4. This was another cute book about some gender issues. I particularly liked how Joanie's relationship with her mother grew over the course of the book, even if the mother still remains pretty stereotypical. I do like that positives and negatives of being a boy and being a girl are both explored, especially in a pretty short book for young kids. It's a lot less didactic than Nelson's Gender Blender but possibly less nuanced as well. It does dismantle stereotypical behaviors earlier in the book thou [...]


    5. Even though I cried this book only gets a three. Joanie Frankenhauser hates being a girl, she doesn't like being sweet all the time and she can't play sports with the boys. When her family moves to a new city she decided to pretend that she's a boy so that she can start living the good life. She has a lot of fun for awhile but lying becomes draining and the demands of Zane (the most popular boy in her class) push her past the boiling point. This is a cute story and the concept of the book is cle [...]


    6. Joanie sees the perfect opportunity to be able to play sports with the boys by becoming one when she moves to a new school. She discovers that being a boy isn't just about getting a haircut and burping. Puberty is theme and I wouldn't recommend this for students younger than 5th grade without guidance from parents. This book is a very interesting look at the emotional differences as well as the physical differences between boys and girls. Social expectations for the two genders are also explored [...]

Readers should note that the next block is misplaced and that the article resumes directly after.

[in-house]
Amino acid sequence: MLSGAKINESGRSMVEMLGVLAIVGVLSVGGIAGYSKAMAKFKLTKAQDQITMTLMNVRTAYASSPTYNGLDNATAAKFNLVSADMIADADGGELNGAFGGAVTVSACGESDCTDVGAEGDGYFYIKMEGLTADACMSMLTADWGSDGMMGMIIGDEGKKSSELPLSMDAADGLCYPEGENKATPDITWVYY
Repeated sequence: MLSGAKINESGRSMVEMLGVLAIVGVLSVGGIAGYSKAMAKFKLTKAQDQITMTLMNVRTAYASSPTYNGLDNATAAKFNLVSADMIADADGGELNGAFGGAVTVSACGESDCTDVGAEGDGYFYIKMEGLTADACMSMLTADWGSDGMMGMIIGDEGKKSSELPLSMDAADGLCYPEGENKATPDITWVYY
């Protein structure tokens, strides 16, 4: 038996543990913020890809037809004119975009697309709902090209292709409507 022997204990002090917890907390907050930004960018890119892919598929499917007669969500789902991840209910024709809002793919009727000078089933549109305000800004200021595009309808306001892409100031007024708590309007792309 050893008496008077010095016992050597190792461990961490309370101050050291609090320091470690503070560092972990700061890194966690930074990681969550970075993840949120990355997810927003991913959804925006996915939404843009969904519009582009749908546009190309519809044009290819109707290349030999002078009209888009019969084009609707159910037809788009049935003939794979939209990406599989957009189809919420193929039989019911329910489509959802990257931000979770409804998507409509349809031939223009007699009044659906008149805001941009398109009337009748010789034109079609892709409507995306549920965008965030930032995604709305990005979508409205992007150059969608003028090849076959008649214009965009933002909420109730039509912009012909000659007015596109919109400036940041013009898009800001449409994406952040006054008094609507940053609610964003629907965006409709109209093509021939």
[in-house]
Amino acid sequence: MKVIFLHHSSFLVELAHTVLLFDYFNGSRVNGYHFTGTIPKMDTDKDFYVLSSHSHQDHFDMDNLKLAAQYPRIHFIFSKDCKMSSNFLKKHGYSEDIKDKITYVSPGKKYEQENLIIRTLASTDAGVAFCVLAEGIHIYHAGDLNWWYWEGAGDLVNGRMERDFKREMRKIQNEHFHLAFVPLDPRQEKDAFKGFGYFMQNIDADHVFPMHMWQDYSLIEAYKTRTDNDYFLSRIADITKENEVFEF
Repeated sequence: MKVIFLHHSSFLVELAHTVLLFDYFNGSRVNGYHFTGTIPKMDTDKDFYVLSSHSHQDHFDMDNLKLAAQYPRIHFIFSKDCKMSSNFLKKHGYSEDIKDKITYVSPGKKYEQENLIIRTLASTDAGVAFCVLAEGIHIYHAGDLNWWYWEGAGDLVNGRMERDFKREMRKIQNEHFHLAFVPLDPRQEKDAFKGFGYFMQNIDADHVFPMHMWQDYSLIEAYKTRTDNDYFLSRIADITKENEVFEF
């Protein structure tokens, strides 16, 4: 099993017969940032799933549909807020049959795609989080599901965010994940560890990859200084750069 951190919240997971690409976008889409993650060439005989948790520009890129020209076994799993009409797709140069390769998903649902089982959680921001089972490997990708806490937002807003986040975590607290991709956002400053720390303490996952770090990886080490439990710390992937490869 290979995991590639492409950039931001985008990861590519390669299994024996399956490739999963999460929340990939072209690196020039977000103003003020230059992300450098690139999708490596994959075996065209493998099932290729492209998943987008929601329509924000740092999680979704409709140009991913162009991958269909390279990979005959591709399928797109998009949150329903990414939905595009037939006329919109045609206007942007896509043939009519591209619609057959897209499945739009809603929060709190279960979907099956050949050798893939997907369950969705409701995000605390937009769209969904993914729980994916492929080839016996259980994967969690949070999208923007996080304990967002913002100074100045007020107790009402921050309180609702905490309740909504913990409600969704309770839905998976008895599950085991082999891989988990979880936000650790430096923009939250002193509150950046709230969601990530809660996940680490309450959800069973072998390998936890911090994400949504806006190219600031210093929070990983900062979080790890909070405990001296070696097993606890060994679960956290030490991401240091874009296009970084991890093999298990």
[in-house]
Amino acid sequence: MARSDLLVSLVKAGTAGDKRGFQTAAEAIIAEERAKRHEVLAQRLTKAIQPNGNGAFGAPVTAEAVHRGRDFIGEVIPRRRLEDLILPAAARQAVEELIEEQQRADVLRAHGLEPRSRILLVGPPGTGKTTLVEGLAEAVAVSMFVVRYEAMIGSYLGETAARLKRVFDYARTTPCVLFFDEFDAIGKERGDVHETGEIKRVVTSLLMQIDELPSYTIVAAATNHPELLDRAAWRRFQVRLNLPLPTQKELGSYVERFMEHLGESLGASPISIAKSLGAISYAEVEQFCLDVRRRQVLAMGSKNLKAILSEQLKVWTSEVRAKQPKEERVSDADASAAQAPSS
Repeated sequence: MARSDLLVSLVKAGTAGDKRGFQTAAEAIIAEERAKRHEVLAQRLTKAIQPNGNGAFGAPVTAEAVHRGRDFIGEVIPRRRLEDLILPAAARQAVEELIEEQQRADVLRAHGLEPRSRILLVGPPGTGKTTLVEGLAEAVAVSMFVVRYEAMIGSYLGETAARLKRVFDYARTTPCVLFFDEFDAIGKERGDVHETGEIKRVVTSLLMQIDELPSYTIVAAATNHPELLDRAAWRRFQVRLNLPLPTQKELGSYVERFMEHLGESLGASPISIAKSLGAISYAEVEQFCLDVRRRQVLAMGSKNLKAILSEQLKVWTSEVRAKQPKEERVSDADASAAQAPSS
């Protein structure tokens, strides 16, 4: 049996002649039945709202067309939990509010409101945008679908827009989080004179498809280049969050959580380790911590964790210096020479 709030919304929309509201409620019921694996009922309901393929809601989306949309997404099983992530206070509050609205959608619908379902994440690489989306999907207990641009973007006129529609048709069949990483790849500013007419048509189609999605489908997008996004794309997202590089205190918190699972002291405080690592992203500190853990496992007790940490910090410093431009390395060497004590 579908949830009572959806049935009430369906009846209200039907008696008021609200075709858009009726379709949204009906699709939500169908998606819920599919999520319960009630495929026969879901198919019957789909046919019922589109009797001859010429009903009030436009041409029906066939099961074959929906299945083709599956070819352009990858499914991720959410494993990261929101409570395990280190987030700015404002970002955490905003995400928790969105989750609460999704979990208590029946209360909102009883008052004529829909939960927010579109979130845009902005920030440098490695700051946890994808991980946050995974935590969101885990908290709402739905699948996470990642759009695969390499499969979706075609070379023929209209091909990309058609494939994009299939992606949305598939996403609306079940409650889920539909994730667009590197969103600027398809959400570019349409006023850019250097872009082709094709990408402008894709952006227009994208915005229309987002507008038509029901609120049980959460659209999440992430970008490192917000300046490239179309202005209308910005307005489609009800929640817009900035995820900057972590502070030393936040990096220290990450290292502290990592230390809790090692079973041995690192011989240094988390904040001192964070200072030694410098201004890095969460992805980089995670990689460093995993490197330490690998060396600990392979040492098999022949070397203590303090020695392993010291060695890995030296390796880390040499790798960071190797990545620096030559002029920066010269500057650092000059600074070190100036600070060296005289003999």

7. This was a pretty quick read. I held my breath as the end got closer, waiting for the cheesy Hallmark ending where Joanie would realize she really had a crush on a boy and therefore couldn't "pretend" to be a boy anymore and would come clean with her real feelings. Fortunately, it was never quite that bad. There are a few ending details that did piss me off for their heterocentricity (is that a word?) but it tries hard to give a "be whoever you are" message. Mainstream? Yes. Terrible? No. (In my [...]


    8. I really liked this book. This book was about how Joanie had alway wondered how would it be to be to be a boy she thought that it will be great because she will get wear whatever she wanted and no body will care mostly her mom and also she thought it was great because she wouldn't have to be so clean all the time or just be quite she thought if she was a boy she could do the opposite from that.


    9. I was really curious as to how kidlit would handle trans issues. I was a bit disappointed, not because Joanie/John's gender identity isn't tied up in the end (She is eleven-ish, I think, so that seemed pretty realistic), but because I think Lantz creates a world that's much, much more rigid about gender than most people are today. The story would be better set in the 1960s or 70s. I did think it was pretty awesome that gender identity was tackled in a way that would make sense to kids.


    10. Joanie Frankenhauser loves football, basketball, and skateboarding, but her mom thinks it's time she started to act, and dress, like a girl. When they move to a new town, a typo on her transcript turns Joan into John. She can't turn down the chance to live life as one of the boys, but it turns out to be harder than she thought. How long can Joanie keep her secret?


    11. Read this after The Education of Bet, trying to find other books about girls dressing up as boys. This one I liked a bit better. AND I was very impressed with the brevity. Yeah, you know, as I keep writing this review, it actually strikes me as a very decent book.




    12. Recommended by based, apparently, on my purchase of a Psych of Women textbook. (Apparently, my love of juvy lit is just a given.)










    13. Good middle school read talking about growing up and stereotypes as a tomboy pretends to be a boy at her new school.